Which is sort of the key to the larger arc of the three seasons. Matt initially found meaning in his new abilities by using them to enact what he thought was God’s will. As his urge to become the Devil of Hell’s Kitchen rose, he sought support in his church, and while his faith may have been there from the beginning, he recommitted to the practice of that faith over the course of season one. When Matt is conflicted over how to deal with Fisk, he turns to Father Lantom, and the two of them talk in church with a crucifix hanging above them. Matt occasionally glances toward it, but keeps an attitude of reverence and respect. We see the wounds on Matt’s body, but he doesn’t acknowledge them as much as he focuses on his moral and spiritual concerns. Father Lantom talks about God allowing the Devil to fall and become evil as a symbol of what could happen to people who step off the path of righteousness. It’s after this conversation that Matt begins embracing the Devil persona more, to make himself a symbol in much the way Batman does in the DC universe—but where Batman’s symbol is borne of fear, Daredevil borrows a symbol from God in order to answer people’s prayers.
But by season two, Matt’s in full martyrbation mode. When Punisher comes to town and knocks Matt out, the Devil hallucinates a motherly nun telling him to stay down, to rest, as she tends his wounds and squeezes a bloody washcloth over him. The camera, from Matt’s hazy point of view, pans over a crucifix, lingering over Jesus’ wounds before resting back on his own blood. This is Matt, mostly unconscious, comparing himself directly to Jesus and allowing himself to stay down. Throughout the season he’s snippy and mean, alienates Foggy, yells at Karen when she tries to talk about Punisher, blathers on about the need for redemption, but seems totally uninterested in Karen’s concern with Frank Castle. And when he debates with Frank Castle? After years studying catechism and way more years studying law, he can’t win the argument. Matt has become quite literally holier-than-thou, which of course leads directly to an epic fall when Elektra shows up. Because suddenly her redemption is not only possible, it’s necessary, despite the fact that she’s just as cold-blooded a killer as Punisher. The religious imagery, and Matt’s religious commitment, disappears almost entirely from the latter half of this season, as does Father Lantom. This carries into Defenders as Matt is faced with the literal resurrection of his ex-girlfriend, but rather than talking it out or dealing with the religious implications of her being back from the dead, he just wallows in their usual S/M dynamic and tries to die with her while she tells him “This is what living feels like.”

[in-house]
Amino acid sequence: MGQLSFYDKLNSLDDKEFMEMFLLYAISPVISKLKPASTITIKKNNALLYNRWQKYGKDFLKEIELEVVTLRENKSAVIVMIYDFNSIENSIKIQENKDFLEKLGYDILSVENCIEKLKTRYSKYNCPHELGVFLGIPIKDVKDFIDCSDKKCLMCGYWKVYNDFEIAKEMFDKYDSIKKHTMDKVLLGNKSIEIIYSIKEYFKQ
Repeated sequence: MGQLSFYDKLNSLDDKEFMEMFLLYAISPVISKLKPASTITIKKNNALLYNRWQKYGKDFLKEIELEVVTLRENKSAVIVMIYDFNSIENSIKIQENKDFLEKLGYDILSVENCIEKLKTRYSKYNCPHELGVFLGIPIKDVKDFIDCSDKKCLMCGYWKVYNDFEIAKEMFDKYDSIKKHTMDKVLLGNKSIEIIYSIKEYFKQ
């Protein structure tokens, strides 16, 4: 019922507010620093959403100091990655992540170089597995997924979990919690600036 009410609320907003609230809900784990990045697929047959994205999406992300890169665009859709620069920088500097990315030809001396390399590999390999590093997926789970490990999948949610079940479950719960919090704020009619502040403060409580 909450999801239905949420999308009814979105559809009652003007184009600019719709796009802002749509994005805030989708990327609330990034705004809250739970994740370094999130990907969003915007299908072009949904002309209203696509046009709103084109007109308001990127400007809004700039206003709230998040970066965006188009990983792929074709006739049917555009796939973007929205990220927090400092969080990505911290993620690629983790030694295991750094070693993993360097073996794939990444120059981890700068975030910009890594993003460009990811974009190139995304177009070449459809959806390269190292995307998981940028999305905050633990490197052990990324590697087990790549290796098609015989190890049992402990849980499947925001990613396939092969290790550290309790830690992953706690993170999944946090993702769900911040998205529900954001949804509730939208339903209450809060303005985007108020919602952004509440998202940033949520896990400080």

Which is how, in season three, we end up with Anger!Matt looking at a church full of people praying and says of his Estranged Boyfriend, “All I ever heard was pain, and all He ever gave any of us was silence.”
In the midst of this performative anger, Matt’s ongoing internal monologue takes the form of Wilson Fisk. Internal Monologue Fisk asks him, “You don’t think God knows you tried to kill yourself?” and points out: “God returned your hearing just in time to hear my name chanted by the crowds. Just in time to learn in the long run, I won! You lost! Does that sound like God’s forgiveness?”